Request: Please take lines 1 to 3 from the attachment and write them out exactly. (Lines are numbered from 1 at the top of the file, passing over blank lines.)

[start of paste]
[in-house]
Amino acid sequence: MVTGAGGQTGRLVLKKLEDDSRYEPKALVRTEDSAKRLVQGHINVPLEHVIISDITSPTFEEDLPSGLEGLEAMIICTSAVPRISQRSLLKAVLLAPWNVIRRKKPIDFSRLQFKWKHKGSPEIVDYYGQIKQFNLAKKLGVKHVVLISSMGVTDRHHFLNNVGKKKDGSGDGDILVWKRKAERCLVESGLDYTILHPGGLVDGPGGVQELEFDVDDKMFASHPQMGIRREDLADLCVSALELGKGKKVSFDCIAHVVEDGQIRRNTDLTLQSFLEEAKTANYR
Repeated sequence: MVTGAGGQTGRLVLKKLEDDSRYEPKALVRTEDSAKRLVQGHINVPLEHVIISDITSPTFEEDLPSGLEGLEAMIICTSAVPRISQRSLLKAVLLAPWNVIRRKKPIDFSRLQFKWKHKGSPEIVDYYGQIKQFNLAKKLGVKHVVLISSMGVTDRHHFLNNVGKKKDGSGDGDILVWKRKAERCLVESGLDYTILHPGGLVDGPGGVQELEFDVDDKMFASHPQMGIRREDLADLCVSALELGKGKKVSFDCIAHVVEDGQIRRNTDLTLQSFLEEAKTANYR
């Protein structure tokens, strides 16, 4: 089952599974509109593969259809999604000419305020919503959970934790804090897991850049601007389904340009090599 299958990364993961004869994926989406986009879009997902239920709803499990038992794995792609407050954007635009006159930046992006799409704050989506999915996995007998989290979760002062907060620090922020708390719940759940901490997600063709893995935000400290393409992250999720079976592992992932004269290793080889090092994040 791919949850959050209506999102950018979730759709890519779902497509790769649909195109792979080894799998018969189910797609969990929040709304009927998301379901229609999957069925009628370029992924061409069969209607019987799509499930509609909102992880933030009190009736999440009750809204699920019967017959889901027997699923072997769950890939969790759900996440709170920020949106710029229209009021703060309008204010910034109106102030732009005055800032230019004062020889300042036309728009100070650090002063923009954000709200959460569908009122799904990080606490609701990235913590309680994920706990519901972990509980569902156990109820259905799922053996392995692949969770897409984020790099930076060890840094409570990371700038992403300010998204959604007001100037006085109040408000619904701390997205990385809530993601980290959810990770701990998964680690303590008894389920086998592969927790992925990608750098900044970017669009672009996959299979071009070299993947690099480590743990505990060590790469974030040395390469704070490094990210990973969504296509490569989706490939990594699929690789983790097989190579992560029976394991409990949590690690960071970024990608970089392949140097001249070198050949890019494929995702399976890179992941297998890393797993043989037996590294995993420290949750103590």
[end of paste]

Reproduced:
[in-house]
Amino acid sequence: MVTGAGGQTGRLVLKKLEDDSRYEPKALVRTEDSAKRLVQGHINVPLEHVIISDITSPTFEEDLPSGLEGLEAMIICTSAVPRISQRSLLKAVLLAPWNVIRRKKPIDFSRLQFKWKHKGSPEIVDYYGQIKQFNLAKKLGVKHVVLISSMGVTDRHHFLNNVGKKKDGSGDGDILVWKRKAERCLVESGLDYTILHPGGLVDGPGGVQELEFDVDDKMFASHPQMGIRREDLADLCVSALELGKGKKVSFDCIAHVVEDGQIRRNTDLTLQSFLEEAKTANYR
Repeated sequence: MVTGAGGQTGRLVLKKLEDDSRYEPKALVRTEDSAKRLVQGHINVPLEHVIISDITSPTFEEDLPSGLEGLEAMIICTSAVPRISQRSLLKAVLLAPWNVIRRKKPIDFSRLQFKWKHKGSPEIVDYYGQIKQFNLAKKLGVKHVVLISSMGVTDRHHFLNNVGKKKDGSGDGDILVWKRKAERCLVESGLDYTILHPGGLVDGPGGVQELEFDVDDKMFASHPQMGIRREDLADLCVSALELGKGKKVSFDCIAHVVEDGQIRRNTDLTLQSFLEEAKTANYR